Wednesday, September 27th 2017

Mozilla Looks to Supercharge the Browsing Experience With Firefox Quantum

Mozilla is announcing that the latest version of its Firefox browser, Firefox 57, is just too good for just another numbered release. The improvements under the hood are so great, they say, and the performance improvements over previous Firefox releases are so grand, that only one name would have been enough to convey this message. That's why the latest Firefox release has been christened "Firefox Quantum".

Mozilla are saying their new Firefox Quantum browser delivers 2x the score in Speedometer as their previous Firefox 56. The new, refined browser didn't appear overnight, though; it's seen numerous improvements under the hood through the application of the Goldilocks principle to browser design, straddling an approach between increased performance and acceptable memory usage. Multi-process and optimized memory footprint are part of the secret sauce, but a new, super-charged CSS engine written in Rust goes a long way. Prioritization of the open tab also helps this increased speed, while (Mozilla says) reducing memory utilization by 30% when compared to Chrome.
During the last few moths, the Mozilla team has cleared over 468 performance bottlenecks that where floating under the radar, mining both Firefox's performance and fluidity, in what they say ranged between "small papercuts and big bottlenecks". There's a new, minimalist coat of paint over the Firefox interface, courtesy of their Photon project, which aimed t give Firefox a cleaner, less intrusive look. It also introduces square tabs, smooth animations, and a Library, which provides quick access to your saved stuff: bookmarks, Pocket, history, downloads, tabs, and screenshots.


Mozilla has uploaded a video comparing the two most popular browsers - their own, brand new Firefox Quantum and Chrome in a face-off. Of course, there's likely some preferred web-pages over there.


The new Firefox Quantum will be available for download on November 14th. However, if you're up to being a pioneer, you can download a beta of it today, straight from Mozilla. Naturally, it being a Beta means there are some rough edges - particularly with extension support. Don't take my word for it, but so far I'm impressed by what Mozilla has done with the Firefox Quantum release. Even in beta, the improvements to site loading and responsiveness are obvious, and the new clean look is much more appealing for an uncluttered browsing experience. Just do be aware of the Extension support issue: half of mine are not working.Sources: Mozilla Blogs, Mozilla Hacks CSS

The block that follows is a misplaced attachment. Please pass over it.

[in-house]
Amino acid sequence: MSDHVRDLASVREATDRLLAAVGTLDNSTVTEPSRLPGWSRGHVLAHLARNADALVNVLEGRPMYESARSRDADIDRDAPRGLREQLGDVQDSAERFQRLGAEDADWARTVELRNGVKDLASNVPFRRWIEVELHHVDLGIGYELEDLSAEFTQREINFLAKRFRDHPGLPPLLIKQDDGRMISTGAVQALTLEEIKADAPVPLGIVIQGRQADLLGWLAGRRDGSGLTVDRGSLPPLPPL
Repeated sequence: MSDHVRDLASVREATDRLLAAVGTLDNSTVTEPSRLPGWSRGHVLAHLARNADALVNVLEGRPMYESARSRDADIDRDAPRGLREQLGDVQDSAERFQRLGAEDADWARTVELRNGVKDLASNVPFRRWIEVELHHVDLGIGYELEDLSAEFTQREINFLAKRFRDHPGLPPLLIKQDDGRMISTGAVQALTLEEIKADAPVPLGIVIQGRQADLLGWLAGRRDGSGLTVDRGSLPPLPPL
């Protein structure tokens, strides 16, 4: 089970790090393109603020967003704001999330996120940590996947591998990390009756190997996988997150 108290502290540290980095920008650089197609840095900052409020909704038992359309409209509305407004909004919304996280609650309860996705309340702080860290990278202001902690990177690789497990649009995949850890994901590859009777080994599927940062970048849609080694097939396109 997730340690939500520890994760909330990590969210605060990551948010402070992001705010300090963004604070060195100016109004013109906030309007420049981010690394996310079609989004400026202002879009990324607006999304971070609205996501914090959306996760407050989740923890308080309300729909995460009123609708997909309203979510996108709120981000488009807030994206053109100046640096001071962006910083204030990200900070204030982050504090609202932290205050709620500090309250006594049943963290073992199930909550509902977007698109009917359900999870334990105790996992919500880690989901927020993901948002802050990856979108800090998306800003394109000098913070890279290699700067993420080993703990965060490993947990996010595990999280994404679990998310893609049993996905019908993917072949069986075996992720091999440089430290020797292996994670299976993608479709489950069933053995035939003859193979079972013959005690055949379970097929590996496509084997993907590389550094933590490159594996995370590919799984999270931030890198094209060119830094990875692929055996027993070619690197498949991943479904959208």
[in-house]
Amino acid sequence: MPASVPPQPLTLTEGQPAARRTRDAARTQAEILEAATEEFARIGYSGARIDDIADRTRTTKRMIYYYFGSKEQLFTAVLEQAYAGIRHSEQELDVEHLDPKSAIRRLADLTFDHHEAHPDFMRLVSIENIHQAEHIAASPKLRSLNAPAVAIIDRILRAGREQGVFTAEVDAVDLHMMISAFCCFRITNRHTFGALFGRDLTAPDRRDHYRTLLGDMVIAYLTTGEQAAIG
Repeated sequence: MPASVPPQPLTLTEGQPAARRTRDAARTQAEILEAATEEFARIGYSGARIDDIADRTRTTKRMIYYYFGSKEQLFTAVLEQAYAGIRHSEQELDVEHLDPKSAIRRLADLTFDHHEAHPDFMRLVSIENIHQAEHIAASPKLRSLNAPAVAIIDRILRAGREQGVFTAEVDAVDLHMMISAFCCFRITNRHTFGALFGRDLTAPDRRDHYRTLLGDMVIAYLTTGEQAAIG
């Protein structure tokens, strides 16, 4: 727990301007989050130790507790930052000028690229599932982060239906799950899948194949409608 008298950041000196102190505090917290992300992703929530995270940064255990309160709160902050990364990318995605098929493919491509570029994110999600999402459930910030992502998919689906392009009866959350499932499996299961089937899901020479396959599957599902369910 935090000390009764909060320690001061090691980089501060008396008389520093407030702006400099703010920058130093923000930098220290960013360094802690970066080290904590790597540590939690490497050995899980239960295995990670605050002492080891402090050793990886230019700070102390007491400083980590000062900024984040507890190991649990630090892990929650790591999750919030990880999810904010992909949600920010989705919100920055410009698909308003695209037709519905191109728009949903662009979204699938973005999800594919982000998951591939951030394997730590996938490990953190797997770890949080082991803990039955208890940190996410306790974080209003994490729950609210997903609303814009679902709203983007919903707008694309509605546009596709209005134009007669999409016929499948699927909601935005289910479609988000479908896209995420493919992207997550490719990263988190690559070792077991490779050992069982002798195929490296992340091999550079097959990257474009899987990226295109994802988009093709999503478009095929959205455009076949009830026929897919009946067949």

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66 Comments on Mozilla Looks to Supercharge the Browsing Experience With Firefox Quantum

#2
RejZoR
For some reason they just can't get HW acceleration in order. Both, Chrome and Opera allow me to override idiotic GPU blacklist where Firefox just stubbornly refuses to budge no matter what I try. So, theoretical speed means very little if some blacklist no one really checks nerfs the browser for no reason. I'm still holding grudge with Firefox for that... I don't get it why they can't get this in order...
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#3
Prima.Vera
Respect and kudos for those guys who are releasing this browser for free.
I wonder how are they making revenue out of it?
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#4
Readlight
Mostly cpu is important to faster load whitout white prelod page,...
I use it becouseit it has harvare aceleration for youtobe and other add-ons chrome saves laptop batery.
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#5
uuuaaaaaa
Let's see how this will evolve, and I might switch back to Firefox.
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#6
RejZoR
Readlight said:
Mostly cpu is important to faster load whitout white prelod page,...
I use it becouseit it has harvare aceleration for youtobe and other add-ons chrome saves laptop batery.